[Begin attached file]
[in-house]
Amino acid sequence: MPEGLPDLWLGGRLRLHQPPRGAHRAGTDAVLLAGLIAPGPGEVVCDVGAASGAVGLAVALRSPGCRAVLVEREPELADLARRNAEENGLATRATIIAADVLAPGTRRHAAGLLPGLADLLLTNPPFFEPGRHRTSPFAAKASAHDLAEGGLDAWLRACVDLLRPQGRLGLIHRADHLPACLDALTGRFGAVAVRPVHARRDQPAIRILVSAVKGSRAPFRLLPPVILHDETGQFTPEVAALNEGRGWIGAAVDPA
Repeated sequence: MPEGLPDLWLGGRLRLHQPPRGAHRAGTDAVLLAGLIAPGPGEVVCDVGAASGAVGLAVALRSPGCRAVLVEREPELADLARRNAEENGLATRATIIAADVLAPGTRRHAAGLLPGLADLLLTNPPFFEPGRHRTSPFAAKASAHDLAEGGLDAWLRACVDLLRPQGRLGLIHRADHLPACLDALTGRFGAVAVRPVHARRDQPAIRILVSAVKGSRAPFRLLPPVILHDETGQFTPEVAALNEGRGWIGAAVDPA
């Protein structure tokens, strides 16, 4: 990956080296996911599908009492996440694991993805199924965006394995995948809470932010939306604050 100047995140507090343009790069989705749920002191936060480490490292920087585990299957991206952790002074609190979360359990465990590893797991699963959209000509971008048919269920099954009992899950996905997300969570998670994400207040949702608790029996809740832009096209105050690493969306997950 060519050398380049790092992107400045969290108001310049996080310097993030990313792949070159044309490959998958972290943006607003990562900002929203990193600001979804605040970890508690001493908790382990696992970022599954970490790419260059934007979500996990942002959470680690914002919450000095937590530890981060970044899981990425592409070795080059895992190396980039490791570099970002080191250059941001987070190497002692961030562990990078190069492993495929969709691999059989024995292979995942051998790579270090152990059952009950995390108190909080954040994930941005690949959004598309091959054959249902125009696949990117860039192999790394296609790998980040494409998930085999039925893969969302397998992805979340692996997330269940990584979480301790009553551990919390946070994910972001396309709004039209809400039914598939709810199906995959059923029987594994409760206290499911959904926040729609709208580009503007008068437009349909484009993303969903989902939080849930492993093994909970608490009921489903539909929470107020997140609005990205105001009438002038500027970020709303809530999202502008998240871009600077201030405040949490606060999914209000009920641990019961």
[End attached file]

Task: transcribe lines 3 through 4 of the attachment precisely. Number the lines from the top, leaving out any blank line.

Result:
Repeated sequence: MPEGLPDLWLGGRLRLHQPPRGAHRAGTDAVLLAGLIAPGPGEVVCDVGAASGAVGLAVALRSPGCRAVLVEREPELADLARRNAEENGLATRATIIAADVLAPGTRRHAAGLLPGLADLLLTNPPFFEPGRHRTSPFAAKASAHDLAEGGLDAWLRACVDLLRPQGRLGLIHRADHLPACLDALTGRFGAVAVRPVHARRDQPAIRILVSAVKGSRAPFRLLPPVILHDETGQFTPEVAALNEGRGWIGAAVDPA
């Protein structure tokens, strides 16, 4: 990956080296996911599908009492996440694991993805199924965006394995995948809470932010939306604050 100047995140507090343009790069989705749920002191936060480490490292920087585990299957991206952790002074609190979360359990465990590893797991699963959209000509971008048919269920099954009992899950996905997300969570998670994400207040949702608790029996809740832009096209105050690493969306997950 060519050398380049790092992107400045969290108001310049996080310097993030990313792949070159044309490959998958972290943006607003990562900002929203990193600001979804605040970890508690001493908790382990696992970022599954970490790419260059934007979500996990942002959470680690914002919450000095937590530890981060970044899981990425592409070795080059895992190396980039490791570099970002080191250059941001987070190497002692961030562990990078190069492993495929969709691999059989024995292979995942051998790579270090152990059952009950995390108190909080954040994930941005690949959004598309091959054959249902125009696949990117860039192999790394296609790998980040494409998930085999039925893969969302397998992805979340692996997330269940990584979480301790009553551990919390946070994910972001396309709004039209809400039914598939709810199906995959059923029987594994409760206290499911959904926040729609709208580009503007008068437009349909484009993303969903989902939080849930492993093994909970608490009921489903539909929470107020997140609005990205105001009438002038500027970020709303809530999202502008998240871009600077201030405040949490606060999914209000009920641990019961």